Last night at around 8:00 p.m. the "Joe Griffin," a 280-foot container boat, left Port Fourchoun, Louisiana for a fifty mile trip to the site of the collapsed Deepwater Horizon oil rig.
The barge carried a 100 ton steel container box that will be lowered down through 5,000 feet of water and, hopefully, over the top of the gushing oil rig. This is the latest plan to collect the crude flowing freely into the Gulf of Mexico - and it's never been tested before under these conditions. It's a technique so rarely applied that reporters haven't known what to call the container box, alternating between "dome," "box," and even "contraption." In fact, technology to contain and clean up after oil spills hasn't evolved much for decades and has been left way behind advances in other areas of the oil industry.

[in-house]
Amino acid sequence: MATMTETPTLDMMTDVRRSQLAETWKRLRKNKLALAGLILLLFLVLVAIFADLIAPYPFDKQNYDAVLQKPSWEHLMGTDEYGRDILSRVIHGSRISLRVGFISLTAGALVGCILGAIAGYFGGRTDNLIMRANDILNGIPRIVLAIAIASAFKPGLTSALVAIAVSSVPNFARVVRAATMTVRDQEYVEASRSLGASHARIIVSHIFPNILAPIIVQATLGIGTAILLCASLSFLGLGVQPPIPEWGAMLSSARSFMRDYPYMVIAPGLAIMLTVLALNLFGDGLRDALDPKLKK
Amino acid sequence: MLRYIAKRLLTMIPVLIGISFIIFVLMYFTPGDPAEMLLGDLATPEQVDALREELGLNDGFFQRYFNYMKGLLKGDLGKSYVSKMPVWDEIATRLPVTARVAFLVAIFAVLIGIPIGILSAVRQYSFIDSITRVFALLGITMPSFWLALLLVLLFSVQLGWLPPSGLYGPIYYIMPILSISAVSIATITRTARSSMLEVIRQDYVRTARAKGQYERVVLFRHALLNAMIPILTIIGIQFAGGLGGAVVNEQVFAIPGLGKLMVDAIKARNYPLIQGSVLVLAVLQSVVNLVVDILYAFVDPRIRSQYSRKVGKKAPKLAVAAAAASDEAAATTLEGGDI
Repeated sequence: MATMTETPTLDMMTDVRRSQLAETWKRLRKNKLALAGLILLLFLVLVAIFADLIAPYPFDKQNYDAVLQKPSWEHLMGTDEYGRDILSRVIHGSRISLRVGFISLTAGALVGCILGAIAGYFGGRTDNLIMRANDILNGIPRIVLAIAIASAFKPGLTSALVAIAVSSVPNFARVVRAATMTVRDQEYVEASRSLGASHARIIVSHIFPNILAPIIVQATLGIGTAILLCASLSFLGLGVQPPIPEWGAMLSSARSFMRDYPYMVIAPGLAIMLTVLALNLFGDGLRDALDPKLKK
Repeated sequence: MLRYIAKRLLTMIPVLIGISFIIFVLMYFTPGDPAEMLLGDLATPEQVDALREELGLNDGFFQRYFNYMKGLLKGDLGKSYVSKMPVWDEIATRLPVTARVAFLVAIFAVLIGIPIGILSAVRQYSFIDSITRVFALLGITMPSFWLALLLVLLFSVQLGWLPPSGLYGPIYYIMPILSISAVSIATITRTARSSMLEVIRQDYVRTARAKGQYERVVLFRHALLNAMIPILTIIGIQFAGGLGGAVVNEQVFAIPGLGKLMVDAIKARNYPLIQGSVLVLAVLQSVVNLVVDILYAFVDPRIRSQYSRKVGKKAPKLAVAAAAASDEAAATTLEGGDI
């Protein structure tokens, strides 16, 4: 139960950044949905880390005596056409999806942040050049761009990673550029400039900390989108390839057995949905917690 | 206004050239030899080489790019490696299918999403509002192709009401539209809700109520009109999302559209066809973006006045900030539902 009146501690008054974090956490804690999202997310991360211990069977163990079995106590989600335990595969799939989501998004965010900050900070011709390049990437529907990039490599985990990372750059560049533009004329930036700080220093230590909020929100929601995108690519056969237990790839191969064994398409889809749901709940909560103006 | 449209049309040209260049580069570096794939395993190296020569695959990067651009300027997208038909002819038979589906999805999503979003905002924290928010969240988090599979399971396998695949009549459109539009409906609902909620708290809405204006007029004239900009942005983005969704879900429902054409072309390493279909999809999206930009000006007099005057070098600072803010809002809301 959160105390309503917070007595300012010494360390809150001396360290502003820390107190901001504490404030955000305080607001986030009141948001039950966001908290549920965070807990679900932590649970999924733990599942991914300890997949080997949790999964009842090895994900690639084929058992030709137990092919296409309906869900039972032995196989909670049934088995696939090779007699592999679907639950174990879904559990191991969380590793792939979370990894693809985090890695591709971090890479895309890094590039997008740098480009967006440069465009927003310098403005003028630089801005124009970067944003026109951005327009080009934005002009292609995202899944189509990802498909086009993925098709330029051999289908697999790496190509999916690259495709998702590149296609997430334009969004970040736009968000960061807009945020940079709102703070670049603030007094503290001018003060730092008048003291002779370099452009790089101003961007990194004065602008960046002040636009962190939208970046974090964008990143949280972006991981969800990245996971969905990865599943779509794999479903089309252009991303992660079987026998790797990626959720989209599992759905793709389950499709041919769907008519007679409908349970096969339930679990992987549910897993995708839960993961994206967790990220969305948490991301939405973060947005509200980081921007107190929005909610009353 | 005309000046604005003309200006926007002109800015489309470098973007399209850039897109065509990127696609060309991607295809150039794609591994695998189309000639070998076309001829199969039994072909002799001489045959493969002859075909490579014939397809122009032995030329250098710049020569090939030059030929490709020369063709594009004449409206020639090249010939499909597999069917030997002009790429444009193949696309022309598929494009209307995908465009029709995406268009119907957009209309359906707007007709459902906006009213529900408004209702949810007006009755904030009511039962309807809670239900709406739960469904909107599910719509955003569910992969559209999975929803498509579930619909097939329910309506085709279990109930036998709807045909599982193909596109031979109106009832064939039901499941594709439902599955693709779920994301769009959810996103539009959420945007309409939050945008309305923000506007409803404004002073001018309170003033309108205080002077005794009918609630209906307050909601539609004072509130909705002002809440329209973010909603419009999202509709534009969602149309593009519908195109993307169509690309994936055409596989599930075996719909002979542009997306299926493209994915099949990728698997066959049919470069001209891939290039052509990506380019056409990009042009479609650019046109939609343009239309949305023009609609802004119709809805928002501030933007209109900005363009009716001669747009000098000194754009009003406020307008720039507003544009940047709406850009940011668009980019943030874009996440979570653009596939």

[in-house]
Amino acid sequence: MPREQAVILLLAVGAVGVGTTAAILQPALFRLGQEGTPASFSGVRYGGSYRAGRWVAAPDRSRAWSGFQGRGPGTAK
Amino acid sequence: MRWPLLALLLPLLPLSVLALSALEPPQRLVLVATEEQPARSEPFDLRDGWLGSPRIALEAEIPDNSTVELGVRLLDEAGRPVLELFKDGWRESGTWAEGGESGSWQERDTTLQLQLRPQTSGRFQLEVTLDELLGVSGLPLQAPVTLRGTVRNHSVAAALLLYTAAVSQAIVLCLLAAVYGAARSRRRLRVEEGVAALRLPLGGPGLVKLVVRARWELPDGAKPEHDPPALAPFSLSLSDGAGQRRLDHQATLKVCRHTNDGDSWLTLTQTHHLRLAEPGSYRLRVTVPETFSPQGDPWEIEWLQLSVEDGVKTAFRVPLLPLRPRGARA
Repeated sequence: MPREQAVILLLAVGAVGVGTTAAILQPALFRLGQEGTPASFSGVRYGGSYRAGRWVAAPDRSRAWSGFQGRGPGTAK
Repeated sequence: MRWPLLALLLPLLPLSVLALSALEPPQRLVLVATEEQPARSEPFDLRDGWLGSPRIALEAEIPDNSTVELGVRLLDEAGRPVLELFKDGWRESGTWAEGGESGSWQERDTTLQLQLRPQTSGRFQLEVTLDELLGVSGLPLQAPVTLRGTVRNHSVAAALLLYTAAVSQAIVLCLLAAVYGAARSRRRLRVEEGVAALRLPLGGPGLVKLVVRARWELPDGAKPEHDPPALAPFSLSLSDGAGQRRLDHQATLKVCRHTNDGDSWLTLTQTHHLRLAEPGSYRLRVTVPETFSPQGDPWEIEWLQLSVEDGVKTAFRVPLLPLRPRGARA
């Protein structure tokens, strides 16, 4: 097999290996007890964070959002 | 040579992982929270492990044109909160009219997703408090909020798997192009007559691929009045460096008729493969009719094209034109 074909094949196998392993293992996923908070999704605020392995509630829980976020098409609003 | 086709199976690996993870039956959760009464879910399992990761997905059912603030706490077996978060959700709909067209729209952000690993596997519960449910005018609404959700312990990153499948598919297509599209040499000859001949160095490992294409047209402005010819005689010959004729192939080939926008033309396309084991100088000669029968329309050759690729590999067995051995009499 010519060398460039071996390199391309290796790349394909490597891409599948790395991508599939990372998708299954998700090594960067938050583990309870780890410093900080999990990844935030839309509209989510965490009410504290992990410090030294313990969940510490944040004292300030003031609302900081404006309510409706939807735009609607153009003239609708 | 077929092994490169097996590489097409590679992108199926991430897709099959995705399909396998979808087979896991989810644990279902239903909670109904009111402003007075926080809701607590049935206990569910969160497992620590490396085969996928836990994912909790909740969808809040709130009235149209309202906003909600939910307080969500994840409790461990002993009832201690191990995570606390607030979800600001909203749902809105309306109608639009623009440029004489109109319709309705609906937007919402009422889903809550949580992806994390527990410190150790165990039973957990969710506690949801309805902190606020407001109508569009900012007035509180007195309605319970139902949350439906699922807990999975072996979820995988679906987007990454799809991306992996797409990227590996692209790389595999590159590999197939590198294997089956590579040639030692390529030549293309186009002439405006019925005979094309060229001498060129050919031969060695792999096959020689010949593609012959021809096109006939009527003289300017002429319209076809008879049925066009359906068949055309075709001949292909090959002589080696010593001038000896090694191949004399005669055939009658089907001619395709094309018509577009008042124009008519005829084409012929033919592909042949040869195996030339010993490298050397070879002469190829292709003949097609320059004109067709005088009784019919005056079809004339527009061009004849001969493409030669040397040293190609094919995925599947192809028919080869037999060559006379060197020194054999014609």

We talk with Jim Meigs, Editor-in-Chief of Popular Mechanics about the technologies, high and low, being employed to contain the damage in the Gulf. We also get an update on the progress of the "Joe Griffin" and other efforts to fight the oil from Dave Cohen, News Director of WWL Radio in New Orleans.